Soft plastic baits basically come in about 20 shapes. Sure there are a thousand varieties of those shapes, but the simple truth is creating a brand new shape that appeals to fish as much as it does to anglers is not an easy task. So we’re constantly experimenting with the variations as new ones hit the market.
What we find is that some companies understand that how you make your plastic might be more important than how you shape it and package it. And some companies don’t. But we recently started fishing with one of those companies we think gets it. That’s due in large part that it’s basically ran by guys who make a living catching bass.
Bassmaster Elite Series pro John Crews has been using various manufacturers plastics for years. He finally decided that he never could find exactly what he was looking for in a bait and he had a lot of ideas how to make some shapes better but had trouble finding anyone that would make them. So he had them made himself. And thus Missile Baits was born.
Recently we’ve been throwing a jig a lot. Football jigs, flipping jigs and swim jigs have all been getting thorough workouts on our fisheries. As the water warms we look for trailers with good action as the bass get more aggressive. We found a new version of a twin tail trailer that works as well on a swim jig in 1 foot of water as it does on a football jig in 25 feet of water.
The Missile Baits Twin Turbo is 3 1/4 inches long and comes in 8 proven colors. The 8 pack of baits, however, will last through several bass as we found in our testing. I was able to catch 8 to 12 bass per trailer most of the time. Occasionally I would have a leg get pulled off in a wrestling match with a chunky grass bass with those sharper than usual teeth. But for the most part I was getting a lot of bass on each trailer.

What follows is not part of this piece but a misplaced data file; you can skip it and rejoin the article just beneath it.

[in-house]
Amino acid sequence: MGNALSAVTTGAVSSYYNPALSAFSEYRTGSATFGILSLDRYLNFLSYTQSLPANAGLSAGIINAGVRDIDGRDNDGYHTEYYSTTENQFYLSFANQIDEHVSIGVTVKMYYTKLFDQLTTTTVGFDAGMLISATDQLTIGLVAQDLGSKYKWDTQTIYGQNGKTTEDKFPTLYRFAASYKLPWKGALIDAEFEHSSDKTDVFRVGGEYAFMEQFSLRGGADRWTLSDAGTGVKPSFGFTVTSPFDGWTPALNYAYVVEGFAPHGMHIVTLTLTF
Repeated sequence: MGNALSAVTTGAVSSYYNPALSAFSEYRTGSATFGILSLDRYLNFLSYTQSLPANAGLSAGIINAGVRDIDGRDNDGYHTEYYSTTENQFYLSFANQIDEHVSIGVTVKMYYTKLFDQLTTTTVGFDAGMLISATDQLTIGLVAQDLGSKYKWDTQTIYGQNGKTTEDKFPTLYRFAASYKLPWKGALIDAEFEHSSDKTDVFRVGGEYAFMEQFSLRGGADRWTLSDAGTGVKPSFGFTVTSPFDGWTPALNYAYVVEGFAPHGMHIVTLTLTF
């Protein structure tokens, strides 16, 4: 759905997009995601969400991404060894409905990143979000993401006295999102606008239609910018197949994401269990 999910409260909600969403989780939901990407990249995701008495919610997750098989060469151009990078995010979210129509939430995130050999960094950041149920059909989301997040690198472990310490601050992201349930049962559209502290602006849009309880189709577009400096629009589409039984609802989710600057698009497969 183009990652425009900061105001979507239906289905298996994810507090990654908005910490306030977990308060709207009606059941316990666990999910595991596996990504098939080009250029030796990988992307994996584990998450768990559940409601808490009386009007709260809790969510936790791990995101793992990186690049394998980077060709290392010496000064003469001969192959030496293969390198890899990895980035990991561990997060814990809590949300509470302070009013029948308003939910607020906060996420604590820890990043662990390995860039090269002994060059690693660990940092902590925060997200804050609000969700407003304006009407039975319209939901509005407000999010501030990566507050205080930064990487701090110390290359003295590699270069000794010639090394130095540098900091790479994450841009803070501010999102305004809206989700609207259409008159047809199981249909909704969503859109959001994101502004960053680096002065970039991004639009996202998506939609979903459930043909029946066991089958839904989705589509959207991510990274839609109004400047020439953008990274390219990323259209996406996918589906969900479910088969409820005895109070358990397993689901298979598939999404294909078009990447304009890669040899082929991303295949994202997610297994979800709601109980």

While the durability was good on the baits, what we’ve liked most about the Missile Baits in general is they formulated a soft plastic that makes their plastics look very lively in the water. The same was true for the Twin Turbo. On a steady retrieve with a swim jig we could see the legs kicking and putting off a nice displacement. We were mimicking bluegill recently up in Northern Minnesota with swim jigs and the Twin Turbo proved to mimic bluegills well.
When a trailer got torn at the head, we would bit off about an inch of the trailer and just nose hook it on the jig and let it sort of swing back there instead of threaded up the shank. The bass didn’t seem to mind at all. In fact we may start rigging it this way more often.
We really liked the Bammer Craw and Fishalicious colors for swim jigs that mimic bluegill and shad respectively. We also liked Green Pumpkin and Watermelon red on football jigs. The Golden Amber was a good color up north. And Cinnamon Purple and Bruiser will be good alternatives we’re sure.
The baits come 8 to pack and retail for $3.99. But they seem to hold up well so you’re talking about 60-80 bass probably per bag depending on the situation.
The head and neck section is pretty narrow so you may have some issue threading them on jigs with real big keepers. You can see on our football jigs, they fit fine as did they on swim jigs. We occasionally take about 1/4 inch off or cut it at the first segment to make it snug up a little tighter to a skirt collar on a jig.
A twin tail is a stable for both shallow and deep jigs and we found the Missile Baits Twin Turbo to be a pretty good one. To see the colors or pick up a few packs, click here.